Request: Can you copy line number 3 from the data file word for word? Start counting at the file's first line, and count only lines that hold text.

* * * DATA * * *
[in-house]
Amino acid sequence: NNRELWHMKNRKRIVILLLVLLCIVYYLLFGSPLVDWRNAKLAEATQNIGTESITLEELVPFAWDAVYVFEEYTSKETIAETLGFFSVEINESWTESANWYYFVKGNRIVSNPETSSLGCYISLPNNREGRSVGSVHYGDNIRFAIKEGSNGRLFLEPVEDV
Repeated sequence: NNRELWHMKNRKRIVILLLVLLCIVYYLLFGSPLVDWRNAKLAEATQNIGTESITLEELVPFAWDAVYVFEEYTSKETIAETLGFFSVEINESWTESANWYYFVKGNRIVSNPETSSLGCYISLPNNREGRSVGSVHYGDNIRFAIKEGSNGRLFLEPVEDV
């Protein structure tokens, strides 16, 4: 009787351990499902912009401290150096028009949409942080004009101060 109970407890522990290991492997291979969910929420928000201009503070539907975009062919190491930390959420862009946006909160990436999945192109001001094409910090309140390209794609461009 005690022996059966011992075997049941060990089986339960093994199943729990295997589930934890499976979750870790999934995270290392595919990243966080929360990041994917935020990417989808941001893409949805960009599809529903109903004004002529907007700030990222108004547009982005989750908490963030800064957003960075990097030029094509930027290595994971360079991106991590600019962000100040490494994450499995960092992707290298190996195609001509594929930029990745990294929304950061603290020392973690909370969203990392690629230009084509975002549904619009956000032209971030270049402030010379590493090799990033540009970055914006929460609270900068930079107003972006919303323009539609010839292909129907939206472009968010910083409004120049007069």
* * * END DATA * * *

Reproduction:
Repeated sequence: NNRELWHMKNRKRIVILLLVLLCIVYYLLFGSPLVDWRNAKLAEATQNIGTESITLEELVPFAWDAVYVFEEYTSKETIAETLGFFSVEINESWTESANWYYFVKGNRIVSNPETSSLGCYISLPNNREGRSVGSVHYGDNIRFAIKEGSNGRLFLEPVEDV